And what about Japan itself?
Clearly the view a fund manager takes of Japan’s short to medium term macro prospects has a strong determining influence on their view of Japanese equities. Simon Edelsten, senior fund manager of the Artemis Global Select Fund, likes the fact that neither Japan - nor the rest of Asia - has adopted the EU’s penchant for austerity, or seen their banks have to de-lever to the same extent.
“We run a level playing field with global equities, with the aim of finding companies that whatever the economic cycle, have a reasonable chance of growth over the next five to ten years,” he says. “It is simply a fact that a lot of our picks end up being Japanese stocks.”
Chern Yeh Kwok, Aberdeen Asset Management’s head of investment management for Japan, argues that the Japanese domestic market is huge enough for a stock-picking manager to find some excellent buys, irrespective of their macro views of where Japan is going. One company he likes is Dr Ci:labo, a manufacturer of face creams. Japanese women spend a small fortune on cosmetics and this company has prospered over the last 10 years. And of course, the top exporters stand out, too.
“Ten years ago there was no point Toyota trying to build cars in China for the Chinese,” says Edelsten. “Talk to a Japanese business about where they are expanding and their target will be consumers in Asia.” Andy Tidbury, product manager and analyst with Invesco, points out that 55% of Japan’s exports now go to Asia and there are huge growth prospects for Japanese companies. Andrew Rose, fund manager on Schroder Investment Management’s Japanese equities team, also argues that the proximity to China is a medium to long term structural positive for Japan’s corporate sector.
However, many US fund managers, particularly those who believe that the ‘world class’ status of many Japanese companies has been shredded in recent years, scoff at the idea that they have a particular edge with China, or other emerging markets. Dan Morris, global strategist at JP Morgan Asset Management, points out that since the bursting of the bubble in 1989, Japanese companies have a long history of performing below the standard of world-class companies outside of Japan.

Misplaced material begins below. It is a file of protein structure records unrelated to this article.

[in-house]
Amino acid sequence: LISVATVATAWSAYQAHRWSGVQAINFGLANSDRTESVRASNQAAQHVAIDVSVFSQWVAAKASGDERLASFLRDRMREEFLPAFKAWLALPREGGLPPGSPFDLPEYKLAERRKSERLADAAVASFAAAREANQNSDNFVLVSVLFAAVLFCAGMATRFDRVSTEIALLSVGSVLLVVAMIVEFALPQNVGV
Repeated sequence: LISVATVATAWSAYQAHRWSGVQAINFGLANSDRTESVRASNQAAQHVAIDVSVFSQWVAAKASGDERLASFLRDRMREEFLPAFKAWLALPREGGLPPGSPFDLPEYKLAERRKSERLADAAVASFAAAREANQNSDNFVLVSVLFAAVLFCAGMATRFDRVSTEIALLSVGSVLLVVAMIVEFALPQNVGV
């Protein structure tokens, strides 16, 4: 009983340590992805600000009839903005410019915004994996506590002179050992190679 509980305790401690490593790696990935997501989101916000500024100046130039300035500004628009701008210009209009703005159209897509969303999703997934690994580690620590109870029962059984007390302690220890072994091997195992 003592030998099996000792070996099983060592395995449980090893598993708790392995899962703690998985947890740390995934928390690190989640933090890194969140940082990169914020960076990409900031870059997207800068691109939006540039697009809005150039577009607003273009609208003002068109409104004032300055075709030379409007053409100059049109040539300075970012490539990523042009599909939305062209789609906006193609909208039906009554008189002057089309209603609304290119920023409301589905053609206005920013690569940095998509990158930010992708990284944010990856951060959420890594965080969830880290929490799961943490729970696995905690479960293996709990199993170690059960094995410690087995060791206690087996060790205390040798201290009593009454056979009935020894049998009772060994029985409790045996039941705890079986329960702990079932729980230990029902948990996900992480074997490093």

It may well be true that Japanese companies are getting better at selling into Asia, but there is no lack of investment from all round the globe into emerging markets in general: the fact is that everyone is better at selling to China.
“What you see is compression along the coast in China, with wage advantage deteriorating there, and companies from every quarter are now looking to go inland in China, or into Vietnam or Cambodia to gain real wage arbitrage advantage,” says Morris. “Everyone is doing it and Japan holds no particular advantage there.”
Benjamin Segal, managing director in International Equities with Neuberger Berman, is also far from convinced. “Equities there might look cheap, but I want to pay a discount right now for Japanese stocks,” he says. “They need to improve their track record in giving cash back to shareholders.” Segal points to companies like the factory automation specialist Fanuc, which had $7bn (€5bn) in cash on its balance sheet in March. Fanuc has a tremendous market and is key to helping emerging countries move up the value chain through automation. While a manager like Schroders’ Rose notes that that level of cash holding is not unusual for Japanese firms, and points to the growing number of Japanese companies with dividend policies that parallel anything in Europe. Most would at least regard it as a questionable use of shareholder’s money. Add the Olympus scandal, and it becomes difficult to accept the arguments of those who say that corporate governance is improving.
“To go overweight Japanese equities today, you need to believe that the fundamental outlook for Japan has changed,” says Morris. “Right now Japan has a new prime minister who looks a lot like his predecessors and things are going along pretty much as they always have […] To me Japan is in relatively pleasant terminal decline, and its citizens seem relatively content with that picture. The US, on the other hand, is pushing for productivity gains through innovation and IT. I know where I would rather be as a stock picker.”